fresh voices from the front lines of change







Speaker Paul Ryan deserves a modicum of credit for calling out Donald Trump on his racist statements.

But there's a reason why Ryan still plans to vote for Trump: the huge overlap they have on policy. Their approach to the environment is Exhibit A.

Trump believes that global warming is a hoax and that fossil fuels are preferable to renewable energy.

And Ryan? Here's what is in his new anti-regulatory package, titled "A Better Way."

The report first argues that the federal government is not adept at managing natural resources:

On energy, the harmful effects of excessive federal regulation are readily apparent ... only on state and privately owned lands has
the huge increase in oil and natural gas output occurred. On federal lands—where there is extensive red tape—production has actually stagnated. This alone proves state [sic] do a better job than the federal government of properly regulating and
managing energy.

Of course, it doesn't prove anything of the sort. The federal government may be better at balancing multiple objectives -- energy independence, maintaining parkland for public use and cutting carbon emissions -- than the private sector. Or, looking at the question from a conservative standpoint, it may prove that the federal government is successfully getting out of the way of the private energy industry so it can save public land for different uses.

But in Ryan's world, the only objective of importance is maximum fossil fuel energy extraction, no matter what the cost.

Ryan goes on to complain that "Unfortunately, the Obama administration is currently in the process of adding new regulatory burdens to state and private
lands, such as those targeting methane emissions and hydraulic fracturing." There is no mention why the administration is doing that: because methane is a potent greenhouse gas that contributes to one-sixth of the global warming problem. It's one thing to argue that regulation is not the best way to solve the problem, but Ryan doesn't even acknowledge the problem.

While global warming is a known problem, Ryan prefers battling an imaginary one: that the government is regulating energy without knowing if the regulations are necessary. So he backs various pieces of legislation designed to hamper the ability of the federal government to regulate at all, for example, turning a mandatory five-year review period for air quality rules into a 10-year period, and turning natural gas regulations over to the states, as if there was no national interest in protecting the climate.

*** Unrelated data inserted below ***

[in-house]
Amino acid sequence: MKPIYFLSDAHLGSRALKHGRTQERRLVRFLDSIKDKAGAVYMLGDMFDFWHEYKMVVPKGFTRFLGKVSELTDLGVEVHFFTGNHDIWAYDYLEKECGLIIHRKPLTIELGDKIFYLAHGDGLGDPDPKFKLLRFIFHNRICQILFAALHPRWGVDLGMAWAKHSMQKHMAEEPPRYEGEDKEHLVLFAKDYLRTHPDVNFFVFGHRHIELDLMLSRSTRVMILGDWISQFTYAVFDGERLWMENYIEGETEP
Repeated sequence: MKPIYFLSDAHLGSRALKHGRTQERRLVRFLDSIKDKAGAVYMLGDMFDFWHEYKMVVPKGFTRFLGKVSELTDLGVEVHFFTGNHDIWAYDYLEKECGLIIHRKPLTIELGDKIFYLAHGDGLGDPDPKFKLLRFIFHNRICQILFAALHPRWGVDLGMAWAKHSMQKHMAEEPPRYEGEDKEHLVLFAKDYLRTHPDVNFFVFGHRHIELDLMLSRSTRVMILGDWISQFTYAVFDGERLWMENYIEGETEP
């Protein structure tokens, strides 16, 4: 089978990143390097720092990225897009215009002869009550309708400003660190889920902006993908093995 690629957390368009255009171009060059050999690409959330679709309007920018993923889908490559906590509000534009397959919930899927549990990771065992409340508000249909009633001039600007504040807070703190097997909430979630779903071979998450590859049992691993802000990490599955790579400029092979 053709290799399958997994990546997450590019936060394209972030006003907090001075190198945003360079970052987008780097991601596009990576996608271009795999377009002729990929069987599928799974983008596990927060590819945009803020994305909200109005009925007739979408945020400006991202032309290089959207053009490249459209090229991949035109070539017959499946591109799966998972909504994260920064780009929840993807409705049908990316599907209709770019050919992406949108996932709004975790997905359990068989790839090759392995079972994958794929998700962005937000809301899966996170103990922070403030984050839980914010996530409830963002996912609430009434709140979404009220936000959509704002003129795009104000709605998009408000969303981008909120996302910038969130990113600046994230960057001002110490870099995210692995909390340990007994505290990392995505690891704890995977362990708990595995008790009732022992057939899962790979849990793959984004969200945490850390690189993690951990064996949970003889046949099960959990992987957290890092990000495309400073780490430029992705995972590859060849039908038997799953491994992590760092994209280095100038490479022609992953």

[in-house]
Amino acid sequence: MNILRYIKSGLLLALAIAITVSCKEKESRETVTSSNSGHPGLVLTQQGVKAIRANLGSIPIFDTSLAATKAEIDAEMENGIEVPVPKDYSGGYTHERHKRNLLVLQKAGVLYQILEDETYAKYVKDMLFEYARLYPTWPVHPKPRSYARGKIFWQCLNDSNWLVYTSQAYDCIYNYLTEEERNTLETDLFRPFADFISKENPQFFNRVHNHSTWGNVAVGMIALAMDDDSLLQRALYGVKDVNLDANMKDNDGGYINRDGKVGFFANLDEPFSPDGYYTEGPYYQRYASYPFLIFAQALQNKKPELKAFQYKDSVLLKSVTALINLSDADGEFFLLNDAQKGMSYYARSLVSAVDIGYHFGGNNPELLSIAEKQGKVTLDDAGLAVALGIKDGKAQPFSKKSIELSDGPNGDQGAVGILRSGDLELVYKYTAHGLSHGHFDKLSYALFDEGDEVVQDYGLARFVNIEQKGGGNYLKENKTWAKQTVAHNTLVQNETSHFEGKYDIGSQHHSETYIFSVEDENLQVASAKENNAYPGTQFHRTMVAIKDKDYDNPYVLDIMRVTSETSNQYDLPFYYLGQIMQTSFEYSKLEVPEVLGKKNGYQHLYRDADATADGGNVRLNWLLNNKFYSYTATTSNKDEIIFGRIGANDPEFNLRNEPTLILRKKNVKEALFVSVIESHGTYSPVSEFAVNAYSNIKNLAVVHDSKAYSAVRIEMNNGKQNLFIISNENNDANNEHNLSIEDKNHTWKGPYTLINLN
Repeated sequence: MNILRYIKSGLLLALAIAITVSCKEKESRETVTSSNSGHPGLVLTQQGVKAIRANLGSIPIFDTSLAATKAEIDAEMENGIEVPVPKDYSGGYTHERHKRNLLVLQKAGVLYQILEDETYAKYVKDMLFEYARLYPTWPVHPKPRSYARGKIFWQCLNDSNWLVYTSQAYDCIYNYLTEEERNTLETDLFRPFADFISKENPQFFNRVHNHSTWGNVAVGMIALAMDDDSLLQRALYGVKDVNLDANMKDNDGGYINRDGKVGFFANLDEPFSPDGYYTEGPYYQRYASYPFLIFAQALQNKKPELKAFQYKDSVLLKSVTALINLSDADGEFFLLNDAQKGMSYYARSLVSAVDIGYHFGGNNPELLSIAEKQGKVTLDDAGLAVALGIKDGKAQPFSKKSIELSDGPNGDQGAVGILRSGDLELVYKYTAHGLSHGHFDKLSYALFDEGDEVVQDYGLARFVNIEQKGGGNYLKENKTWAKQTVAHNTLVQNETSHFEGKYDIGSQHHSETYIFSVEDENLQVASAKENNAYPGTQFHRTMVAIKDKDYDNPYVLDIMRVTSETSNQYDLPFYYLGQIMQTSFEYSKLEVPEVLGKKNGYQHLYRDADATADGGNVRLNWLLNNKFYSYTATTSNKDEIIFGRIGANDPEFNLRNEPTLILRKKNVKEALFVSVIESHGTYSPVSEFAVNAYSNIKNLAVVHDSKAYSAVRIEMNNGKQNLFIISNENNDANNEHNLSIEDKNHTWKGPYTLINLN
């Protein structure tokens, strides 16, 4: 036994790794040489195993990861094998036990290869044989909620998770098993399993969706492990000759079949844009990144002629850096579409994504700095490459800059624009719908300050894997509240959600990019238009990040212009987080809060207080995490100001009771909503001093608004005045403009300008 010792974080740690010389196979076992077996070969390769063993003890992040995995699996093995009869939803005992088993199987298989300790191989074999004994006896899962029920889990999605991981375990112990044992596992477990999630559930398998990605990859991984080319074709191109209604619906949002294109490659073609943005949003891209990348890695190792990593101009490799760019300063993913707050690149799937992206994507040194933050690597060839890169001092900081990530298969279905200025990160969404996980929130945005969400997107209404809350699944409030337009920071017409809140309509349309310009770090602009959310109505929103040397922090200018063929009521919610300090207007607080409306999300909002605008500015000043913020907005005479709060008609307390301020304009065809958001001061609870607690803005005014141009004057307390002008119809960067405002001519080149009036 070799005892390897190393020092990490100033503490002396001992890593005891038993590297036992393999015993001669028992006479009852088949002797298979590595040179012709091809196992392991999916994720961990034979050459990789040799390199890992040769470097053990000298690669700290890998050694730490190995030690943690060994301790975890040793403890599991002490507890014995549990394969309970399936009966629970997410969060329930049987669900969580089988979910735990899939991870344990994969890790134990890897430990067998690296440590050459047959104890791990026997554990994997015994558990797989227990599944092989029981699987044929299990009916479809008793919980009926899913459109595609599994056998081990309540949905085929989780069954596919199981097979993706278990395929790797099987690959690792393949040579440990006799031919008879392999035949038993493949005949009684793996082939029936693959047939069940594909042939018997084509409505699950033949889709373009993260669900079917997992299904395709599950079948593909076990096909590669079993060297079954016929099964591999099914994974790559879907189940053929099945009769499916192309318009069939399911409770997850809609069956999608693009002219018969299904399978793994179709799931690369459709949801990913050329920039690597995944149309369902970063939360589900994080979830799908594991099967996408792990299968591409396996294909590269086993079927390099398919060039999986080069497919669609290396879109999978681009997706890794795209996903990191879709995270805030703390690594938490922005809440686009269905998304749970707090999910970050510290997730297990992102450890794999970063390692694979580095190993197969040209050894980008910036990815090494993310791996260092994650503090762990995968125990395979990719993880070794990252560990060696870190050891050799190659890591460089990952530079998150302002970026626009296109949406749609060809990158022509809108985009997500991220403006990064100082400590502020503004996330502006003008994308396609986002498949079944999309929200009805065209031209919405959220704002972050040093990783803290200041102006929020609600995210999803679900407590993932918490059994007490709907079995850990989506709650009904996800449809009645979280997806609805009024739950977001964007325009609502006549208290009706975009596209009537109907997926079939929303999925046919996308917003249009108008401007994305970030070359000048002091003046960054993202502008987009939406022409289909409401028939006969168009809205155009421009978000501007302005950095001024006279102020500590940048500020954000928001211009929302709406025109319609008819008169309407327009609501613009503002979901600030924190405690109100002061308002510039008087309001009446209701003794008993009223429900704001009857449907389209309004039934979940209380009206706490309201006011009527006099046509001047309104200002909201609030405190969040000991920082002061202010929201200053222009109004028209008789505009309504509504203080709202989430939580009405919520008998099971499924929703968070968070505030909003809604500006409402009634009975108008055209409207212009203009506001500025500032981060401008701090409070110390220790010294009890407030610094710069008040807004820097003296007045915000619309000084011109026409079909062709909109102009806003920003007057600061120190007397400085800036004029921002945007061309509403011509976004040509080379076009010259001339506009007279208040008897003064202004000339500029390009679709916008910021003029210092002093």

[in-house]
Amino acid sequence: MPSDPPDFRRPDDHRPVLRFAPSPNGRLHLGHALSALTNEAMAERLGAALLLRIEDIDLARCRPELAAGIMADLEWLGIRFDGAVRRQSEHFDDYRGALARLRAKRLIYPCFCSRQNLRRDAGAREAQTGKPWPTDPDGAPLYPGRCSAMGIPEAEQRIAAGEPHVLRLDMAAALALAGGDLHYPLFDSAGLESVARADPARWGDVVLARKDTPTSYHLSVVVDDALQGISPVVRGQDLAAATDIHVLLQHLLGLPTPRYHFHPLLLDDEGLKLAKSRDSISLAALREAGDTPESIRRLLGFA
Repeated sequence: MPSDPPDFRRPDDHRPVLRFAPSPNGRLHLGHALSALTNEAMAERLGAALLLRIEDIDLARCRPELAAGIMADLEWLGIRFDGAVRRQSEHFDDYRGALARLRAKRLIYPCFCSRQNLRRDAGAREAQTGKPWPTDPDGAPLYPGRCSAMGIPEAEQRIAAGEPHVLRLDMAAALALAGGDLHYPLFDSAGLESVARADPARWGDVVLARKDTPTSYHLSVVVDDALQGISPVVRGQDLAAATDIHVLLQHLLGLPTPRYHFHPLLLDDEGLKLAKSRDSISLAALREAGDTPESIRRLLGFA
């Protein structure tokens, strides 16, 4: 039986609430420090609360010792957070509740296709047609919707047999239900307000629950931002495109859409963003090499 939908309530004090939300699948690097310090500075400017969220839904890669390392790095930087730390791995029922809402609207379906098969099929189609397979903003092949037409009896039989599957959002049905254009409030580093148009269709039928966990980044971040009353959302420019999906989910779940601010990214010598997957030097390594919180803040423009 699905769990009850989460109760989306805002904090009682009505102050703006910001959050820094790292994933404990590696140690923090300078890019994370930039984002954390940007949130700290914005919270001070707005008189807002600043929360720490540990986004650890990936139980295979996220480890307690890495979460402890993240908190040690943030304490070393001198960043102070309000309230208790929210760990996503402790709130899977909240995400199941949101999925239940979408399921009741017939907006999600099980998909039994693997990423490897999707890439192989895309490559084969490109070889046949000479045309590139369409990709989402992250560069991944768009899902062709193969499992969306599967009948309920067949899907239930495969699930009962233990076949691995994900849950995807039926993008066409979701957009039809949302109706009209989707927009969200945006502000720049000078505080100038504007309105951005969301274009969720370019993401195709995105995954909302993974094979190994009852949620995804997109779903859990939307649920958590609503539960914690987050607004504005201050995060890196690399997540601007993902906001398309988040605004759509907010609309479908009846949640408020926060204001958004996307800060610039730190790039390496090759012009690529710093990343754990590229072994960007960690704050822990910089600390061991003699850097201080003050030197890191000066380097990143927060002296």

A running thread throughout the document is the whitewashing of the climate crisis. For example, Ryan accuses the Obama administration for going beyond the law by incorporating greenhouse gas data into the rulemaking process:

Critics call it mission creep or 'empire building.' While there are many examples, the most widespread one today surrounds global warming. Although Congress has not specifically granted any agency the authority to regulate on the basis of global warming, climate concerns have been used to breathe new life into many existing regulatory programs.

But as Ryan certainly knows, the Supreme Court has already ruled that when Congress granted the EPA the authority to regulate air pollution in the Clean Air Act, that included greenhouse gas pollution.

Later, Ryan treats global warming strictly as a hinderance to maximum fossil fuel extraction:

The already-complex maze of energy regulations has been made considerably worse by the addition of global warming considerations. The combustion of fossil fuels results in unavoidable emissions of carbon dioxide, a greenhouse gas, and efforts to target these emissions are a serious and growing barrier to energy development and use.

Ryan willfully ignores that the planet "has been made considerably worse by the addition of global warming" requiring action to make the planet better.

But what do you expect? He's voting for Donald Trump.

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